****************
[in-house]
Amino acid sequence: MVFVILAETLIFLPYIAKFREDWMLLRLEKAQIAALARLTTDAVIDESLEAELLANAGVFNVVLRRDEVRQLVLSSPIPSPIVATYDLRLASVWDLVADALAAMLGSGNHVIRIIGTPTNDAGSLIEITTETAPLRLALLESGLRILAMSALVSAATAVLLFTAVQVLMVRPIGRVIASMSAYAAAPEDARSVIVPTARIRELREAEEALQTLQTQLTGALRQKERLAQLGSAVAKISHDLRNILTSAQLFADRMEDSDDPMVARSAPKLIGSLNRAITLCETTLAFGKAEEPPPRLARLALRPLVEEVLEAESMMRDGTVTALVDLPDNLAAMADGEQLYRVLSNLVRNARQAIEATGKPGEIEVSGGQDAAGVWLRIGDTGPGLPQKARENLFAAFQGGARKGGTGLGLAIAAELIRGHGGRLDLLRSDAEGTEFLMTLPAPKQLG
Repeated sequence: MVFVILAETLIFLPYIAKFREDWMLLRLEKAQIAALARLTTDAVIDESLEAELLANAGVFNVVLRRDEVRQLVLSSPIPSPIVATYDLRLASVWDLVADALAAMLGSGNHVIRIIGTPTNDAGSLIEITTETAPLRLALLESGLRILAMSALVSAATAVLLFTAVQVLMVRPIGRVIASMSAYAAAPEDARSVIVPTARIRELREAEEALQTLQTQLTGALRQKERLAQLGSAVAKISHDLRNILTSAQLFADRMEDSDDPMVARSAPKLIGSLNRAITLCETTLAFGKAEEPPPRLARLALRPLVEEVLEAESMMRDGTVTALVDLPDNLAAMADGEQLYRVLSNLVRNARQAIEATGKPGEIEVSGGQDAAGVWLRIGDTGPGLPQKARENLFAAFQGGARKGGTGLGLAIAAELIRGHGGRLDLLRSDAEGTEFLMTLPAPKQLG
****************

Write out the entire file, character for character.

[in-house]
Amino acid sequence: MVFVILAETLIFLPYIAKFREDWMLLRLEKAQIAALARLTTDAVIDESLEAELLANAGVFNVVLRRDEVRQLVLSSPIPSPIVATYDLRLASVWDLVADALAAMLGSGNHVIRIIGTPTNDAGSLIEITTETAPLRLALLESGLRILAMSALVSAATAVLLFTAVQVLMVRPIGRVIASMSAYAAAPEDARSVIVPTARIRELREAEEALQTLQTQLTGALRQKERLAQLGSAVAKISHDLRNILTSAQLFADRMEDSDDPMVARSAPKLIGSLNRAITLCETTLAFGKAEEPPPRLARLALRPLVEEVLEAESMMRDGTVTALVDLPDNLAAMADGEQLYRVLSNLVRNARQAIEATGKPGEIEVSGGQDAAGVWLRIGDTGPGLPQKARENLFAAFQGGARKGGTGLGLAIAAELIRGHGGRLDLLRSDAEGTEFLMTLPAPKQLG
Repeated sequence: MVFVILAETLIFLPYIAKFREDWMLLRLEKAQIAALARLTTDAVIDESLEAELLANAGVFNVVLRRDEVRQLVLSSPIPSPIVATYDLRLASVWDLVADALAAMLGSGNHVIRIIGTPTNDAGSLIEITTETAPLRLALLESGLRILAMSALVSAATAVLLFTAVQVLMVRPIGRVIASMSAYAAAPEDARSVIVPTARIRELREAEEALQTLQTQLTGALRQKERLAQLGSAVAKISHDLRNILTSAQLFADRMEDSDDPMVARSAPKLIGSLNRAITLCETTLAFGKAEEPPPRLARLALRPLVEEVLEAESMMRDGTVTALVDLPDNLAAMADGEQLYRVLSNLVRNARQAIEATGKPGEIEVSGGQDAAGVWLRIGDTGPGLPQKARENLFAAFQGGARKGGTGLGLAIAAELIRGHGGRLDLLRSDAEGTEFLMTLPAPKQLG